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get your money back. If you're like, Well, wait a second, there's no money. Exactly. It's like, wait, wait, wait, why aren't you you know, coming through their customers. And that idea really has to change what the sheoak are doing. First, what the teachers are doing for us is providing a service and they are getting their blood, sweat and tears to provide it. And it really needs to be understood that Yeah, they're human. They're not No, they're not angels. They also need to eat sleep. And you know, like, right, I really think we need like that humanization movement, you know, of the of the public. You know, it's one of the things that's interesting about this podcast is that

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a lot of the people who are speakers and they talk about certain subjects that come on this podcast and he talks about unique subjects which indirectly humanizes them right so we had episode was chef Yasser fit where he talks about joking in Islam. That's something that you don't normally hear from chef Yasser ID so yourself you're talking about being a Muslim public figure. This is not a normal topic you discuss? No, it shows that your human side that right yes means sometimes. She's yes me so she's not always gonna use Yes, me Mujahid sometimes she's very.

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Yeah, yeah, I am Egyptian after all, I'm sorry, you can't deny my blood. So I want to bring up something that a lot of people have benefit from. And that's your book is called reclaim your heart. For those who are not familiar with a go to amazon.com. purchase this book, the book is amazing. Go look at the reviews, there's 114 reviews, and of the 114. There's 110 that are five stars. I know you can pay for that. That's how amazing it is. So it is the real deal. And can you tell us a little bit about the book for those who are not familiar with it? Sure. So this is a book that I wrote, it's actually kind of like a chronicle of my own journey, because it's a collection of my work over

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a fan of about 10 years. And it's basically about the journey that we all have to take through this life in order to get back to God. And how is it that we can survive that journey because a lot of us drown in this journey. There's this analogy that I use in the book of Mmm hmm. Rosie himolla, that this life dunya is like an ocean, and that a lot of us, we drown in it. And the key is that we all have to cross this ocean in order to get to the other side. But how is it that we can cross and live and stay afloat in this ocean without becoming owned, by the way, and that's the whole concept of Reclaim Your heart is that we give our hearts to things we give our hearts to money we give our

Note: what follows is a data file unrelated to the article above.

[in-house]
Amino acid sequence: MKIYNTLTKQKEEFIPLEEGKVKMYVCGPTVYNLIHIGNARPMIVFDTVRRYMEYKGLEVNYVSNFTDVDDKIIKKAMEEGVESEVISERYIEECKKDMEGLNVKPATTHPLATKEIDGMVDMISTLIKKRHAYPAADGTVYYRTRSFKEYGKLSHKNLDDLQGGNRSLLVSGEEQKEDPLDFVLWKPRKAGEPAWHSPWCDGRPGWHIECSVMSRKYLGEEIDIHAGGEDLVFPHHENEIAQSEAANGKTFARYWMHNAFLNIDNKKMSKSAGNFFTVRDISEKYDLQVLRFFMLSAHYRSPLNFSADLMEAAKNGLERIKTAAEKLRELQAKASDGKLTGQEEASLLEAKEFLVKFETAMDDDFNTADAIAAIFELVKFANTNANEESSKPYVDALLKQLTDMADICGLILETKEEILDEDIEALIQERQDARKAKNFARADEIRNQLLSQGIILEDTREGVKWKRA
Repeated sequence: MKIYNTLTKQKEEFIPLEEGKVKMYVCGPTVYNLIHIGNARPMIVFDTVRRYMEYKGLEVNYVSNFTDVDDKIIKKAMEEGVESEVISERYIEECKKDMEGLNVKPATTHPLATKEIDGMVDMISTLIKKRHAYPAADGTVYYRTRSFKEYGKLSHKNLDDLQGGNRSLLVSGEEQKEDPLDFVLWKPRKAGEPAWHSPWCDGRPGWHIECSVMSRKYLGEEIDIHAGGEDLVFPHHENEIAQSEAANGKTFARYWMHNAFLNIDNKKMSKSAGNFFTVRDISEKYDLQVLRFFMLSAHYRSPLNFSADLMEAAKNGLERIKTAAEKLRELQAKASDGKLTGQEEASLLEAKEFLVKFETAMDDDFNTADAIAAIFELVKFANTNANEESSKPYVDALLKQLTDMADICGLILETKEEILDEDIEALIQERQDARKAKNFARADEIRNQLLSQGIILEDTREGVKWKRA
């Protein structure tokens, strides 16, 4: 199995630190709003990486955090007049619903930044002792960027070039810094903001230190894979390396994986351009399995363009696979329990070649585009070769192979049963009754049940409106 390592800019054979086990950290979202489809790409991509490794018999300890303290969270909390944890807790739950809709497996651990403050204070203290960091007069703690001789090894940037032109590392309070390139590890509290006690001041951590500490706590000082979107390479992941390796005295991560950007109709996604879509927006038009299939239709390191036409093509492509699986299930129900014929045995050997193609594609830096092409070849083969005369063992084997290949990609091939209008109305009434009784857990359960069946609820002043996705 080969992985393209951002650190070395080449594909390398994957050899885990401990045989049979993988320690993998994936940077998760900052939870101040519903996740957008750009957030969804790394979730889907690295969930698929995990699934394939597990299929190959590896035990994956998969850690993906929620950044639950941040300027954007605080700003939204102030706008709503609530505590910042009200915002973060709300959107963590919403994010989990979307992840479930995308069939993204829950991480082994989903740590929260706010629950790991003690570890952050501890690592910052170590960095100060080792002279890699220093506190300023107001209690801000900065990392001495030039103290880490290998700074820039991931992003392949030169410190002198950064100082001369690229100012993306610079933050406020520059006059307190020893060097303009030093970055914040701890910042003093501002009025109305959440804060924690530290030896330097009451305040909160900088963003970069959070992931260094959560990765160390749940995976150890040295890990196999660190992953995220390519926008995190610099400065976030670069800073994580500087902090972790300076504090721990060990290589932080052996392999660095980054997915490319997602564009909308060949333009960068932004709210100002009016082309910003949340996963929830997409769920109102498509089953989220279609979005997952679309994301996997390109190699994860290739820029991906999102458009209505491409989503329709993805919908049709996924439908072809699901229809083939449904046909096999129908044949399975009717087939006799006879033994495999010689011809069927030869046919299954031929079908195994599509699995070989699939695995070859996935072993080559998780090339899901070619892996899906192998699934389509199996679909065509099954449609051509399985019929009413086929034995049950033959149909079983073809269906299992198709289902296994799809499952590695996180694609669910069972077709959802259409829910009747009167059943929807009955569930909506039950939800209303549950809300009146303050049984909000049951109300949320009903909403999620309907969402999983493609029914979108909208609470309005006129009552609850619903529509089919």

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hearts status, we give our hearts to things with different we give to other people. And when I say we give our hearts I mean that we allow these things to own us. Not that we love these things because love is part of our Deen In fact, the prophets I send them obviously loved his wife and his children and there's nothing wrong with having a career and there's nothing wrong with even having money. But the problem is when we allow our money to own up when we allow our career to own us

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That's why we drowned that's why we drowned in our because these things are actually given to us as gifts upon Allah something that is a gift will become a prison if you allow it to own you instead of you owning it naturally the simple ideas just how can you do it? You know, how do we continue to live in this life without allowing this life to own? No Yes mean as I'm on amazon.com right now, these are the top reviews as showing it says the best book I've ever read. The next one says a must read for everyone. The next one says an exceptional account of self discovery. The next one says best book The next one says totally worth by with explanation Mars amazing as expected new

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perspective hamdulillah Mashallah, I mean one review after another review after another review, and these are from both male and female and this is not again, yes means book. And just like our talks are not gender specific, but it's for everyone. So please go and benefit from it. JazakAllah fair. Yes. Me with that. I would like to thank all the listeners who've been listening to this podcast, you stayed all the way to the end and I'm going to give you a link to yesterday's book just in case you guys missed it. It will be on Bubba alley show.com Please tell your friends and family about this podcast just for everyone who's been listening go to iTunes, subscribe, leave me a review so I

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can know what you're thinking. This is Bob Lee reminding just in case you've forgotten salaam aleikum wa rahmatullah.